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Instability in Lebanon

Updated February 13, 2024
A supporter of Lebanon’s Hezbollah gestures as he holds a Hezbollah flag in Marjayoun, Lebanon on May 7, 2018.
Aziz Taher/Reuters
A Lebanese woman checks her ballot behind a booth as she votes in the first parliamentary election in nine years, in the norther port city of Tripoli, Lebanon on May 6, 2018.
Ibrahim Chalhoub/AFP/Getty Images
Posters of candidates for the upcoming Lebanese parliamentary elections hang on the walls of buildings in the northern city of Tripoli, Lebanon on May 3, 2018.
Joseph Eid/AFP/Getty Images
Members of the Palestinian Fatah faction take positions during clashes against Sunni Islamists in southern Lebanon on April 11, 2017.
Ali Hashisho/Reuters
Members of the Palestinian Fatah faction take positions during clashes against Sunni Islamists in southern Lebanon on April 11, 2017.
Mohamed Azakir/Reuters
Hezbollah members drive a pick-up truck mounted with a mock rocket during a procession in southern Lebanon on October 9, 2016.
Ali Hashisho/Reuters
A woman carries a placard during a demonstration against sectarianism in Beirut, Lebanon, on July 18, 2016.
Mohamed Azakir/Reuters

Lebanon has traditionally been a strong U.S. partner in the Middle East. Security risks, including weak governance, a crippled economy, destabilizing spillover from the Syrian civil war, and the increasing tension between Israel and Hezbollah, have alarmed U.S. policymakers, as well as leaders of partner states in Europe and the Persian Gulf. Under the auspices of the United States, Lebanon and Israel signed a maritime deal in October 2022 that defined the sea borders of the two countries, allowing for exploration and extraction of natural gas found in the area. However, this deal has done little to quell the hostilities between Israel and the Iranian proxy group. U.S. policymakers remain focused on mitigating the instability in Lebanon in order to find a diplomatic solution to the Syrian civil war and to prevent the growing influence of Iran in the region. Fears of a renewed war between Israel and Hezbollah in Lebanon have increased significantly as cross-border strikes continue to escalate in the aftermath of Hamas' October 7 attack on Israel.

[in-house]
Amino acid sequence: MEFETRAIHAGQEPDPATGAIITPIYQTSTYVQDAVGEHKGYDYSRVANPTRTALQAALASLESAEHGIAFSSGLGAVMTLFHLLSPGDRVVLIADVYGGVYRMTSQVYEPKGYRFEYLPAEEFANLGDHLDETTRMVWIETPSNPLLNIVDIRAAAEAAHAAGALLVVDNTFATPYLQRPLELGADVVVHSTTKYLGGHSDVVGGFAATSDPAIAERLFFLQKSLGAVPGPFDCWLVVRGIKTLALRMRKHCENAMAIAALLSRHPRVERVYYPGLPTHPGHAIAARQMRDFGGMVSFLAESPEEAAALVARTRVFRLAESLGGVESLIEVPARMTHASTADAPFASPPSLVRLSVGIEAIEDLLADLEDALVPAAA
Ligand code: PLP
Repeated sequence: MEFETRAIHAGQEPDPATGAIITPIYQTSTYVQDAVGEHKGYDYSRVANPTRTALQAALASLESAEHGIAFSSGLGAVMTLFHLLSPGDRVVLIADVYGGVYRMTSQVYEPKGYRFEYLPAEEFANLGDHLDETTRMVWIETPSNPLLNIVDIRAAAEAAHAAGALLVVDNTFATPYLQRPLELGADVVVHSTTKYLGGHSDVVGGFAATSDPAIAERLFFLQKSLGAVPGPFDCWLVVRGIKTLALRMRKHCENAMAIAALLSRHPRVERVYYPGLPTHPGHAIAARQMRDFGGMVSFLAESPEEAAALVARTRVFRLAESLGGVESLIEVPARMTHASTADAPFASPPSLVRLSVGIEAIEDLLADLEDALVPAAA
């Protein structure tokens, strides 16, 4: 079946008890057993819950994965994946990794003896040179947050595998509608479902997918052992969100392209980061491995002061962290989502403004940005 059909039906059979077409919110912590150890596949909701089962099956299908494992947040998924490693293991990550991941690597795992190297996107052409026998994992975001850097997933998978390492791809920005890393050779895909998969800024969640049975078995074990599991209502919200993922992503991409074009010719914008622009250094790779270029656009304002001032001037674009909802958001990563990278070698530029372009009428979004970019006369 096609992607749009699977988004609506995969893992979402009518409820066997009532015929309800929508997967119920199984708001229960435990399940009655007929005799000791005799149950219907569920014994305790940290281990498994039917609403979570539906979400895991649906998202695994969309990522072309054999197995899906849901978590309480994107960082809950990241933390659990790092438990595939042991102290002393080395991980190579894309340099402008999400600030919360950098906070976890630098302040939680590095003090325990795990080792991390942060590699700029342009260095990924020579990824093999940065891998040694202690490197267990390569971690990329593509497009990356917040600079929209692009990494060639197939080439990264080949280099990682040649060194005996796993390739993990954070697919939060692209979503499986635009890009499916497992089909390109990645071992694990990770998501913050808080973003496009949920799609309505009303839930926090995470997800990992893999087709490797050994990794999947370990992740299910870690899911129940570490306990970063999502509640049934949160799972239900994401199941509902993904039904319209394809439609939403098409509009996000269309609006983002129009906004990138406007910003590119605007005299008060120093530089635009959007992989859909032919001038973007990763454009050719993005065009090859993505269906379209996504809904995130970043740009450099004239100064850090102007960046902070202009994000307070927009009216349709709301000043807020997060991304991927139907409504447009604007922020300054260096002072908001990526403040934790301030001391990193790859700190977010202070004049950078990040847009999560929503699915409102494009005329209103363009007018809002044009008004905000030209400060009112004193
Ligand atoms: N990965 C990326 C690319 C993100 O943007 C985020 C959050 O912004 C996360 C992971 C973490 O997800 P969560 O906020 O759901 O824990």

After gaining independence in 1943, Lebanon’s new political leaders created a system of governance that would allow for the proportional representation of the country’s three major religious groups: Maronite Christians (represented by the president), Shiite Muslims (represented by the speaker of parliament), and Sunni Muslims (represented by the prime minister). However, unresolved sectarian differences eventually devolved into a civil war that lasted from 1975 to 1990, in which both Israeli and Syrian forces intervened—and more than one hundred thousand people died. Syrian forces withdrew from Lebanon in 2005 following the assassination of Lebanese Prime Minister Rafiq Hariri, but a war between Israel and Hezbollah quickly followed in 2006. 

Since these hostilities, sectarian tensions between Hezbollah and other religious sects have increased, particularly among Sunnis and Maronite Christians. The unique balance of power within the country has made it increasingly difficult for all stakeholders to come to political agreements, especially when it comes to filling the presidency. In addition to a two-and-a-half-year leadership gap from 2014 to 2016, Lebanon is currently without a president after the conclusion of Michel Aoun’s contentious term in October 2022. Furthermore, Lebanese politics has become a proxy battleground for Iran, which provides support for Hezbollah; and Saudi Arabia, which backed former Prime Minister Saad Hariri and other Sunni politicians. 

Lebanon’s tenuous political situation can largely be attributed to political gridlock but has also occurred because of spillover from the Syrian civil war. In addition to hosting more than 1.5 million refugees (over 800,000 of whom are Syrian), the nearly thirteen-year conflict in Syria has affected cross-border trade and dampened Lebanon’s tourism industry. In addition to the world’s third-highest ratio of debt to gross domestic product, Lebanon also maintains one of the largest refugee populations per capita. 

Despite Lebanon’s dissociation policy, Hezbollah’s armed component has also been involved in the Syrian civil war and the Israeli-Palestinian conflict. This has exacerbated relations between Hezbollah and Israel along the shared (and disputed) Israel-Lebanon border and has led to increasingly hostile rhetorical exchanges between Hezbollah and Israel over Israeli air strikes in Syria. Hezbollah has allegedly supported Syrian President Bashar al-Assad since the start of the Syrian war in 2011. 

In October 2019, widespread protests erupted throughout Lebanon as a result of endemic corruption and a complete stagnation of the economy. Protestors—coming from all religious sects—called for the establishment of a new political regime, which did away with the sectarian divides that had plagued the country since its independence. This rare unity among the citizens resulted in the resignation of the Cabinet of Ministers and put into motion the reshuffling of the government. However, the COVID-19 pandemic put an effective end to any change that had been culminating.